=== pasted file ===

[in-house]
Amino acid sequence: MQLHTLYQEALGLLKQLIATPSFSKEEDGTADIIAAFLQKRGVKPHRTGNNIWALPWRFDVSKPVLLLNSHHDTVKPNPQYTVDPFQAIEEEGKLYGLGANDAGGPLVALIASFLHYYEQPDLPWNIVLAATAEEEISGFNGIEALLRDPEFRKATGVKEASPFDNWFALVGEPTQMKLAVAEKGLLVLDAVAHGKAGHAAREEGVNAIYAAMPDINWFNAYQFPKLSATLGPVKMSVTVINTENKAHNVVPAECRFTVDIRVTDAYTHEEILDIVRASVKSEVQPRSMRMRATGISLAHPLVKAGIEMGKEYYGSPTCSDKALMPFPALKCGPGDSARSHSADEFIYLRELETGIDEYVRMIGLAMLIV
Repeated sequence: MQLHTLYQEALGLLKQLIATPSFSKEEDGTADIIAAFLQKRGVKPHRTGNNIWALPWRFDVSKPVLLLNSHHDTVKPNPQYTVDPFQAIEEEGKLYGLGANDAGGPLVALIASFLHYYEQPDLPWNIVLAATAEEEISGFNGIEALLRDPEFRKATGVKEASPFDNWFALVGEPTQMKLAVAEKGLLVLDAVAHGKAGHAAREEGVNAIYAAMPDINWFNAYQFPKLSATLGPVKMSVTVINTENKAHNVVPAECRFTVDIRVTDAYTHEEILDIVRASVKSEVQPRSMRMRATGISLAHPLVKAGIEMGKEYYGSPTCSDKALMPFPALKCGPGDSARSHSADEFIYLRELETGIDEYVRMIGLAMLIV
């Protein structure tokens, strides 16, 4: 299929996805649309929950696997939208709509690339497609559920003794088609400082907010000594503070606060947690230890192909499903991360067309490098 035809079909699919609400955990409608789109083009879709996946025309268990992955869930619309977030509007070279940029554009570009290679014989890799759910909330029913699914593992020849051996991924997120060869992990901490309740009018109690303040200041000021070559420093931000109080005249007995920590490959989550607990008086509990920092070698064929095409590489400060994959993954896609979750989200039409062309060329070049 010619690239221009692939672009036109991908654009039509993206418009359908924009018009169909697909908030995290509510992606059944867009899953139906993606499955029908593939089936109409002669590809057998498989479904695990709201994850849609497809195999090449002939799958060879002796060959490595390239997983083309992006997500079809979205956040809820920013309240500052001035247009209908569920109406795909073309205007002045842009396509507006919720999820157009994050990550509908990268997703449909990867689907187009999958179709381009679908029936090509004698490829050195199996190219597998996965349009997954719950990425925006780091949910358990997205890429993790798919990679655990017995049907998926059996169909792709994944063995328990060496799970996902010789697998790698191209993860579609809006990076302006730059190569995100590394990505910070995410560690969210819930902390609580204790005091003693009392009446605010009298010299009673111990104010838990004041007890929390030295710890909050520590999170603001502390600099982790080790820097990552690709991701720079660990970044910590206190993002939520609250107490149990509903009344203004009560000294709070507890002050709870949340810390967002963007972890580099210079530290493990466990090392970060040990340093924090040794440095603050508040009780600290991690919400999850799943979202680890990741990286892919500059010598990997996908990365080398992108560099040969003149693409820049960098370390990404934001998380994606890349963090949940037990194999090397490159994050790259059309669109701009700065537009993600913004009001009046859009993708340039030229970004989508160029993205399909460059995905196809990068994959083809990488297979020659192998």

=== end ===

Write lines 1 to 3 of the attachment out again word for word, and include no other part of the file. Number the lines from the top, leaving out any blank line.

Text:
[in-house]
Amino acid sequence: MQLHTLYQEALGLLKQLIATPSFSKEEDGTADIIAAFLQKRGVKPHRTGNNIWALPWRFDVSKPVLLLNSHHDTVKPNPQYTVDPFQAIEEEGKLYGLGANDAGGPLVALIASFLHYYEQPDLPWNIVLAATAEEEISGFNGIEALLRDPEFRKATGVKEASPFDNWFALVGEPTQMKLAVAEKGLLVLDAVAHGKAGHAAREEGVNAIYAAMPDINWFNAYQFPKLSATLGPVKMSVTVINTENKAHNVVPAECRFTVDIRVTDAYTHEEILDIVRASVKSEVQPRSMRMRATGISLAHPLVKAGIEMGKEYYGSPTCSDKALMPFPALKCGPGDSARSHSADEFIYLRELETGIDEYVRMIGLAMLIV
Repeated sequence: MQLHTLYQEALGLLKQLIATPSFSKEEDGTADIIAAFLQKRGVKPHRTGNNIWALPWRFDVSKPVLLLNSHHDTVKPNPQYTVDPFQAIEEEGKLYGLGANDAGGPLVALIASFLHYYEQPDLPWNIVLAATAEEEISGFNGIEALLRDPEFRKATGVKEASPFDNWFALVGEPTQMKLAVAEKGLLVLDAVAHGKAGHAAREEGVNAIYAAMPDINWFNAYQFPKLSATLGPVKMSVTVINTENKAHNVVPAECRFTVDIRVTDAYTHEEILDIVRASVKSEVQPRSMRMRATGISLAHPLVKAGIEMGKEYYGSPTCSDKALMPFPALKCGPGDSARSHSADEFIYLRELETGIDEYVRMIGLAMLIV